We allow the plaintiff the sum of $150 as reasonable attorney fees for the services rendered in this court. ORS 736.325(2).

AFFIRMED.

LUSK, J., concurs in the result.

PERRY, C.J., dissenting.

I must dissent from the majority opinion for the reason that I am unable to distinguish the construction of a similar contract set out in Long Motor Lines, Inc. v. Home Fire & Marine Insurance Co. of Cal., *191 220 SC 335, 67 SE2d 512, from the construction that should be placed upon the policy in this case. I believe the South Carolina case was rightly decided and that our construction does violence to ORS 42.250, "The terms of a writing are presumed to have been used in their primary and general acceptation, * * *."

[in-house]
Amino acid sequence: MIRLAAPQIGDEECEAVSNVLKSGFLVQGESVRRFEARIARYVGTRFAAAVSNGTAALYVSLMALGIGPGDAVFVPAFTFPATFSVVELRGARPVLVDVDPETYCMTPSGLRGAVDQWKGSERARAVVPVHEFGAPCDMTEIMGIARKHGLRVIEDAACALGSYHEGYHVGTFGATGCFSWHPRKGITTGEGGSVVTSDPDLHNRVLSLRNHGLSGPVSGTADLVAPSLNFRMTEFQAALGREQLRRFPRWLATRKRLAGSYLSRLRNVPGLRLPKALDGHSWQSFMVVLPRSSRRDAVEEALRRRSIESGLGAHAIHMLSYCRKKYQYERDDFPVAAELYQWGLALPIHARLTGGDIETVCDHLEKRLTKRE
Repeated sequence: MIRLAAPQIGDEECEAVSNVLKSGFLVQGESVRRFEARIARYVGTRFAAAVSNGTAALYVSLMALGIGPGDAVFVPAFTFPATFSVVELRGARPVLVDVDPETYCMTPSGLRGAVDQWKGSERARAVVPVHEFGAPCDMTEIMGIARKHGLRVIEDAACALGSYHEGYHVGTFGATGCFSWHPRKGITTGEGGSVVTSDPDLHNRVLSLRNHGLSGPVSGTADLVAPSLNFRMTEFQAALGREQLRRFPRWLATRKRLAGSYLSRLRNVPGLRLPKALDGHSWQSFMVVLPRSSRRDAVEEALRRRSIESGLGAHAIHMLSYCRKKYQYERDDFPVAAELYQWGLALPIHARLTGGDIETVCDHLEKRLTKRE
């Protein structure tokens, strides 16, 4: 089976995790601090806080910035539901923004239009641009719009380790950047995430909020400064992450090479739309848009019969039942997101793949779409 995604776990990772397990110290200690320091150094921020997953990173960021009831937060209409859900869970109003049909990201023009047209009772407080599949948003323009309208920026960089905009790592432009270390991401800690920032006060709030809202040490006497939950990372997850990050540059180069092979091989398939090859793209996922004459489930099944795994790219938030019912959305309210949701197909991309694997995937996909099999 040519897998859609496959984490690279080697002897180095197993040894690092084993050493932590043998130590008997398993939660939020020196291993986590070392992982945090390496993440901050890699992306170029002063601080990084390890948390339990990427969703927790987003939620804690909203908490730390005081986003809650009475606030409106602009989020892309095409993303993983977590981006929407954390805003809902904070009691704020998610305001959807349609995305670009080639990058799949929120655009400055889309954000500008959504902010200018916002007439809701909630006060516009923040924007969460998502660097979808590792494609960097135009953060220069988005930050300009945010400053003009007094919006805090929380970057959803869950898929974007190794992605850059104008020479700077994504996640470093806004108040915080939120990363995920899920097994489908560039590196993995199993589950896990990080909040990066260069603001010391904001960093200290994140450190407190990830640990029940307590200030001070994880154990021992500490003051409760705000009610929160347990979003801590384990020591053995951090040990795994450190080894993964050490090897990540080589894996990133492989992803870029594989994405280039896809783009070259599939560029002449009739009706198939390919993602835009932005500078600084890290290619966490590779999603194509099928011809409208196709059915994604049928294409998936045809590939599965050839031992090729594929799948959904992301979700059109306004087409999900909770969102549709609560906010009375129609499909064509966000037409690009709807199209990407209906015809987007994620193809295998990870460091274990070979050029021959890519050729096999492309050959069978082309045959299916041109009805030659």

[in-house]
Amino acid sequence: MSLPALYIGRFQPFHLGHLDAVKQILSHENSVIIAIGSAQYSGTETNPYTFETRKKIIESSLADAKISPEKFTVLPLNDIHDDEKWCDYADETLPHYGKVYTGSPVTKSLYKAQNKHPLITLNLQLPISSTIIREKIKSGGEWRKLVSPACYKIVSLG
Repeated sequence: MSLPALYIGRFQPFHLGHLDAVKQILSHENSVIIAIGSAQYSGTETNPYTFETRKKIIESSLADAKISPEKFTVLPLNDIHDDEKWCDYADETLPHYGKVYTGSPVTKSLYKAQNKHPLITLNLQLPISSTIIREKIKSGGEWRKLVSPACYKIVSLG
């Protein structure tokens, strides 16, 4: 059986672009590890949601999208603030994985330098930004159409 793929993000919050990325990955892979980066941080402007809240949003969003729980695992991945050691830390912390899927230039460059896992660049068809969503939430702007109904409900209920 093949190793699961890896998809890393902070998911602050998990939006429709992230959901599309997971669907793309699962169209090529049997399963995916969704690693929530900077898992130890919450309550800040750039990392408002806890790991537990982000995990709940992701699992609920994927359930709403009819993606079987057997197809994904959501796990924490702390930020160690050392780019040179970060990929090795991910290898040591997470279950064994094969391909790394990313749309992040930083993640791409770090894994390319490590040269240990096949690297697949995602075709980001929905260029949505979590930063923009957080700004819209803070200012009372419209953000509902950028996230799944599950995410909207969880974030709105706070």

NOTES

[1] ORS 42.240. In the construction of an instrument the intention of the parties is to be pursued if possible; and when a general and particular provision are inconsistent, the latter is paramount to the former. So a particular intent shall control a general one that is inconsistent with it.

[2] ORS 42.220. In construing an instrument, the circumstances under which it was made, including the situation of the subject and of the parties, may be shown so that the judge is placed in the position of those whose language he is interpreting.